San Sebastian Festival closed Sept. 28
MADRID The Spanish-speaking world’s biggest film event, Spain’s San Sebastian Festival, unspools just a half-hour south of the French border.
The fest’s 57th edition, which closed Sept. 28, almost seemed like it was taking place in France. The Spanish fest hosted 19 Gallic sales companies, while 14 attended Venice.
Nearly half the attendees — org reps, agents, distributors — at Films in Progress, a showcase for rough-cut Latin American pics, were French.
Most of the Gallic attendees were top execs from important French companies.
The fest usually concentrates on promoting business between Spain and Latin America, but this year marked the arrival of the French biz in force.
The international festival and market scene is evolving, says Nicholas Kaiser, head of video and TV sales at Memento Films Intl. Most foreign distributors make a point of getting to Toronto, buyers were down 6% at last year’s AFM.
“There are fewer bigger markets. There aren’t many markets where you can meet everyone. So you need to get out and reach them,” Kaiser says.
The bigger fests with a market structure like San Sebastian are the ones to target, Kaiser adds, citing also Haugesund, Rome and London.
Buyers and sellers registered for October’s Rome Fest, also with a growing market component, are tracking 16% up from 2008.
San Sebastian allows French sales agents to target Spain, where business conditions have gotten more difficult.
Spanish DVD sales were down 16% in 2008. TV sales are difficult. Enrique Gonzalez Kuhn at Alta films, Spain’s biggest arthouse distributor, says he buys only against theatrical.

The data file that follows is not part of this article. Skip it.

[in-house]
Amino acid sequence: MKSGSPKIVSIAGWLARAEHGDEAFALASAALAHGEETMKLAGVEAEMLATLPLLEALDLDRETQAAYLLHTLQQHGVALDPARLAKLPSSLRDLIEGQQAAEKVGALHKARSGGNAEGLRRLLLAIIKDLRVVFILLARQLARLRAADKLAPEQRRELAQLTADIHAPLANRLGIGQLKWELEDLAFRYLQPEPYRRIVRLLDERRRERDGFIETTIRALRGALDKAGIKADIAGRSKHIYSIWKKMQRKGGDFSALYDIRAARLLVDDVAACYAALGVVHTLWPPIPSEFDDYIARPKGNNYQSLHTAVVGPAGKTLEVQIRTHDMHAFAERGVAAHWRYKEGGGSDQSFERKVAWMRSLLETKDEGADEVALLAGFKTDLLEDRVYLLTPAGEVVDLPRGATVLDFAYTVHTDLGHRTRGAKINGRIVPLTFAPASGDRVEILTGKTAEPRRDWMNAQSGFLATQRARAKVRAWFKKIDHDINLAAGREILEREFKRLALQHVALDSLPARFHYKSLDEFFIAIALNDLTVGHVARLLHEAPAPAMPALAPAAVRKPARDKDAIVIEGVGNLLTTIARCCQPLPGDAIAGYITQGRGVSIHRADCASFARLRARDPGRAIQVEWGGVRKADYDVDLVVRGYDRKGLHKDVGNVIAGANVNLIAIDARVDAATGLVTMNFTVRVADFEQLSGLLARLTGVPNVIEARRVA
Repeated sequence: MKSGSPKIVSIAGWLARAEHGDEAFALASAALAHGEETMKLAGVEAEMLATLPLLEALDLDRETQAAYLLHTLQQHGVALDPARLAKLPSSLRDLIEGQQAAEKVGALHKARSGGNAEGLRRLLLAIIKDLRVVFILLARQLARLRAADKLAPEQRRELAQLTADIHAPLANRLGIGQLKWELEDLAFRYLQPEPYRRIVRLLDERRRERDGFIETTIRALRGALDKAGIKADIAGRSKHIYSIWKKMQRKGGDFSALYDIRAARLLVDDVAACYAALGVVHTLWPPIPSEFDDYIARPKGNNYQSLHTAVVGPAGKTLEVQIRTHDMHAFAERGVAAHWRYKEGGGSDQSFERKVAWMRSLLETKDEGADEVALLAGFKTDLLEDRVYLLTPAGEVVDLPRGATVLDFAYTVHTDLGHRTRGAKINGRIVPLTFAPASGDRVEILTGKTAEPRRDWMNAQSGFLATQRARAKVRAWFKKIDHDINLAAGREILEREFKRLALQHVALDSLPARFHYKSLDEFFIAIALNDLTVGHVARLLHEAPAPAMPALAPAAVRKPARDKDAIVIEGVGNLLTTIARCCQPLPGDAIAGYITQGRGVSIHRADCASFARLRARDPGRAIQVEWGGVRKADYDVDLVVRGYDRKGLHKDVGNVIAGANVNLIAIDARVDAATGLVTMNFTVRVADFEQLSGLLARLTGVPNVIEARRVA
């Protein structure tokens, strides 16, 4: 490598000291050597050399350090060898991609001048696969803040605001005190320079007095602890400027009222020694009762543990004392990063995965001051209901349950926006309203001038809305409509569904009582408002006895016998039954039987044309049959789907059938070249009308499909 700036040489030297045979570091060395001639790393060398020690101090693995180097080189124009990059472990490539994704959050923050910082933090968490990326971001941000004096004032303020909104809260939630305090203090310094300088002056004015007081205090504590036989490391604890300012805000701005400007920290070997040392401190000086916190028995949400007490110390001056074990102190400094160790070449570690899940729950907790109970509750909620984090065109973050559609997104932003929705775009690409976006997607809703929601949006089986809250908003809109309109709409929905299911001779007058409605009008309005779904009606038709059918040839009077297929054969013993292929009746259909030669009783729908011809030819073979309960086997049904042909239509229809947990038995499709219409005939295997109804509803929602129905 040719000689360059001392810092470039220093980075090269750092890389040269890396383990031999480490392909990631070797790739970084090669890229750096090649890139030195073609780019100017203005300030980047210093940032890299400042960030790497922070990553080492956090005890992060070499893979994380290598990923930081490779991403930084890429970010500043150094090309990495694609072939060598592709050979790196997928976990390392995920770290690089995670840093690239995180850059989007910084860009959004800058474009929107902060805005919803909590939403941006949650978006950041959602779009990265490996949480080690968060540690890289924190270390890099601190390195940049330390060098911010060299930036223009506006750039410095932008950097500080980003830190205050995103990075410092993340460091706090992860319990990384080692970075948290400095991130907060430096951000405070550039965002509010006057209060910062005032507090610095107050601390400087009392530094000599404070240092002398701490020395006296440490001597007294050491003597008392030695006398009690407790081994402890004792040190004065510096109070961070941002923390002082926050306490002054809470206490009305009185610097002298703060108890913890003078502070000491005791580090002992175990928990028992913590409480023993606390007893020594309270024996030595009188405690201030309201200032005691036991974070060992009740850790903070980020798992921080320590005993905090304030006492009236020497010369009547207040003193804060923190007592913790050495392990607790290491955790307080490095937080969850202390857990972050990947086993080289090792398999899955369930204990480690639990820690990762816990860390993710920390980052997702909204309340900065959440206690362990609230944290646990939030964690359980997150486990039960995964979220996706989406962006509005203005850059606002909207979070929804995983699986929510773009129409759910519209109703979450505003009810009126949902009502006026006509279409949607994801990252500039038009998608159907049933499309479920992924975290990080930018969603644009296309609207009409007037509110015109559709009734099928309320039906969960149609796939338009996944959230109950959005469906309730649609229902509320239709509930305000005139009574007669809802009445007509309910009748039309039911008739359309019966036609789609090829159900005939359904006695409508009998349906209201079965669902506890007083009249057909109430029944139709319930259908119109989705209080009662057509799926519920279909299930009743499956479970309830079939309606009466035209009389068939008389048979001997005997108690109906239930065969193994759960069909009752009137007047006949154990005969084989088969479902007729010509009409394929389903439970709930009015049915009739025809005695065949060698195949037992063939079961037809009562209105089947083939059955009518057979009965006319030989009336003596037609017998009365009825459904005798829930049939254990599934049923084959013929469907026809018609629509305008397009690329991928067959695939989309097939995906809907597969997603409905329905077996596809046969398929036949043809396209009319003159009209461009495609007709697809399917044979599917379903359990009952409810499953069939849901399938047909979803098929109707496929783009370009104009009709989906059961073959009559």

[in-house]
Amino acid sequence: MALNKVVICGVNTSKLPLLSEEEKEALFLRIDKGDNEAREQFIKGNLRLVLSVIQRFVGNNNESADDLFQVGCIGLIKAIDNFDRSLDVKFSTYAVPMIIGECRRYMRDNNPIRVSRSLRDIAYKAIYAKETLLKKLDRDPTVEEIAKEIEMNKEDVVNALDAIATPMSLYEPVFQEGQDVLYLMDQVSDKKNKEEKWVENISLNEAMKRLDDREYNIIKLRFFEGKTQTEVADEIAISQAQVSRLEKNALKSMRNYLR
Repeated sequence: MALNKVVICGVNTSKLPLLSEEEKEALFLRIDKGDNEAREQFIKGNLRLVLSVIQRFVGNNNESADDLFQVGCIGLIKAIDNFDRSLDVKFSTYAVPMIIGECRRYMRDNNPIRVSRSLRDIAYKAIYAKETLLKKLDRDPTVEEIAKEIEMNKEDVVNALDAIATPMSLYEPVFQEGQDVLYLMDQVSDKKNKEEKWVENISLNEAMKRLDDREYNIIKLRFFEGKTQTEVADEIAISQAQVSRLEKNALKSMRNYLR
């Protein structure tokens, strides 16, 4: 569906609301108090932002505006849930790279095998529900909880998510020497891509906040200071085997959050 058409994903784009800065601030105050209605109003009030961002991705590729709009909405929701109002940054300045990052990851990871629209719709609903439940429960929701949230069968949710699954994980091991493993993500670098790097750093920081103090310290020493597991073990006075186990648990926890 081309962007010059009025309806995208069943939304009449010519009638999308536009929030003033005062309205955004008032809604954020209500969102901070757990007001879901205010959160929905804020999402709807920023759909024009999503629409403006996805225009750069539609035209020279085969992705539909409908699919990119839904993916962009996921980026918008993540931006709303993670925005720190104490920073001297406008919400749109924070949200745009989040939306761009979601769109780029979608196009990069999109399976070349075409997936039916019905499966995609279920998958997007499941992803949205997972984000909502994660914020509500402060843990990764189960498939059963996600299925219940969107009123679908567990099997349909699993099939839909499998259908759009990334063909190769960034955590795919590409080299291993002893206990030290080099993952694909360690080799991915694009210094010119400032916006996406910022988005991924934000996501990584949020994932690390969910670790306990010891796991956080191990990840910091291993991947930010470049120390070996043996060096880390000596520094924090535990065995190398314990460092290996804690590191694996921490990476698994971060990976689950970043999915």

“Spain’s an important, but bad, market. When a territory’s not in the best possible shape you have to put more effort into talking to distributors,” says Funny Balloons manager Peter Danner.
A San Sebastian competition berth can also trigger a Spanish sale.
Francois Ozon’s “The Refuge,” which won him the director prize, was taken off the market by Karma just before the fest.
“Spain’s main daily newspapers cover the festival a lot. Having a film in competition is almost a sure way of finding a Spanish distributor,” says Rezo acquisitions head Laurent Danielou, who cites Rezo sales on “Frozen River,” John Sayles’ “Honeydripper” and Stephane Brize’s “I’m Not Here to Be Loved” after their San Sebastian screenings.
Agents from other Euro territories also like doing business in San Sebastian.
“San Sebastian is growing in status. I had extremely useful meetings there,” says Nicole Mackey, senior VP at Fortissimo.
“It is a fabulous opportunity to meet most Spanish distributors, whose home offices are in at least three different cities, in one place.”
The next event to benefit from the shifting sands of market attendance could be Nov. 27-30’s Ventana Sur in Buenos Aires, the Cannes Market’s first full-fledged foreign bazaar.
For Ventana Sur’s first edition, its organizers, Argentina’s Incaa and the Cannes Market, are flying in 200 international buyers — theatrical distributors, sales companies and TV buyers — and also paying for accommodations.
At San Sebastian, Cannes Market director Jerome Paillard announced more than 75% of buyers had been confirmed. “We will, without difficulty, reach our target in October,” Paillard says.
Emiliano de Pablos and Nick Vivarelli contributed to this report.